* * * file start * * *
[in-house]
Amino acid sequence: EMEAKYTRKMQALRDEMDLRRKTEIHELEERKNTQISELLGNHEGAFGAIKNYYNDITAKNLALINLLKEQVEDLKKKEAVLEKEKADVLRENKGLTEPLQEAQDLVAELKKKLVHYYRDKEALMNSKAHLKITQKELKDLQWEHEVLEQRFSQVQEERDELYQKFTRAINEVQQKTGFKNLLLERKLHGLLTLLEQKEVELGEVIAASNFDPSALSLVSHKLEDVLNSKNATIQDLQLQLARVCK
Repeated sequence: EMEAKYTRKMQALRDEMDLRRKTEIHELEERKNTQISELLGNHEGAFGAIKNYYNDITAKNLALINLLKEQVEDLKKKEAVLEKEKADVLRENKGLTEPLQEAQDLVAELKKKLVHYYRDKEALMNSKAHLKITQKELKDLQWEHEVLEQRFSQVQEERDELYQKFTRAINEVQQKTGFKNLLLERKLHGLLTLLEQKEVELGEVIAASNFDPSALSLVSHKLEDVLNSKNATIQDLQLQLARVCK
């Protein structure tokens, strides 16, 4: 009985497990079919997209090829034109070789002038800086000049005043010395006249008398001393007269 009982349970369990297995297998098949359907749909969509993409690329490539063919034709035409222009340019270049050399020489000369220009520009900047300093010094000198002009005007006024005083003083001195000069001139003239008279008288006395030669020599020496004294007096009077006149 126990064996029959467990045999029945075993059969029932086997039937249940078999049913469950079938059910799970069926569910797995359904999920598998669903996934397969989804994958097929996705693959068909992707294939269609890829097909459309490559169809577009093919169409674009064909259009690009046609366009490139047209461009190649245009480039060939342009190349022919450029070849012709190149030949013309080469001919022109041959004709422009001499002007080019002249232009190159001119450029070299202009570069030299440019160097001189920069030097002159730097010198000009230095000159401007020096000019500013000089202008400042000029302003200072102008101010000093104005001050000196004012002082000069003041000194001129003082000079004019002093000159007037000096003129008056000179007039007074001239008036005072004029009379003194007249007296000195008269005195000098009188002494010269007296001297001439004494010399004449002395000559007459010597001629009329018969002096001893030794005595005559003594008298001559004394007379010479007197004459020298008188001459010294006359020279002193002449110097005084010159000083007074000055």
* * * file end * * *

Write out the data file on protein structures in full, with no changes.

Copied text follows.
[in-house]
Amino acid sequence: EMEAKYTRKMQALRDEMDLRRKTEIHELEERKNTQISELLGNHEGAFGAIKNYYNDITAKNLALINLLKEQVEDLKKKEAVLEKEKADVLRENKGLTEPLQEAQDLVAELKKKLVHYYRDKEALMNSKAHLKITQKELKDLQWEHEVLEQRFSQVQEERDELYQKFTRAINEVQQKTGFKNLLLERKLHGLLTLLEQKEVELGEVIAASNFDPSALSLVSHKLEDVLNSKNATIQDLQLQLARVCK
Repeated sequence: EMEAKYTRKMQALRDEMDLRRKTEIHELEERKNTQISELLGNHEGAFGAIKNYYNDITAKNLALINLLKEQVEDLKKKEAVLEKEKADVLRENKGLTEPLQEAQDLVAELKKKLVHYYRDKEALMNSKAHLKITQKELKDLQWEHEVLEQRFSQVQEERDELYQKFTRAINEVQQKTGFKNLLLERKLHGLLTLLEQKEVELGEVIAASNFDPSALSLVSHKLEDVLNSKNATIQDLQLQLARVCK
């Protein structure tokens, strides 16, 4: 009985497990079919997209090829034109070789002038800086000049005043010395006249008398001393007269 009982349970369990297995297998098949359907749909969509993409690329490539063919034709035409222009340019270049050399020489000369220009520009900047300093010094000198002009005007006024005083003083001195000069001139003239008279008288006395030669020599020496004294007096009077006149 126990064996029959467990045999029945075993059969029932086997039937249940078999049913469950079938059910799970069926569910797995359904999920598998669903996934397969989804994958097929996705693959068909992707294939269609890829097909459309490559169809577009093919169409674009064909259009690009046609366009490139047209461009190649245009480039060939342009190349022919450029070849012709190149030949013309080469001919022109041959004709422009001499002007080019002249232009190159001119450029070299202009570069030299440019160097001189920069030097002159730097010198000009230095000159401007020096000019500013000089202008400042000029302003200072102008101010000093104005001050000196004012002082000069003041000194001129003082000079004019002093000159007037000096003129008056000179007039007074001239008036005072004029009379003194007249007296000195008269005195000098009188002494010269007296001297001439004494010399004449002395000559007459010597001629009329018969002096001893030794005595005559003594008298001559004394007379010479007197004459020298008188001459010294006359020279002193002449110097005084010159000083007074000055």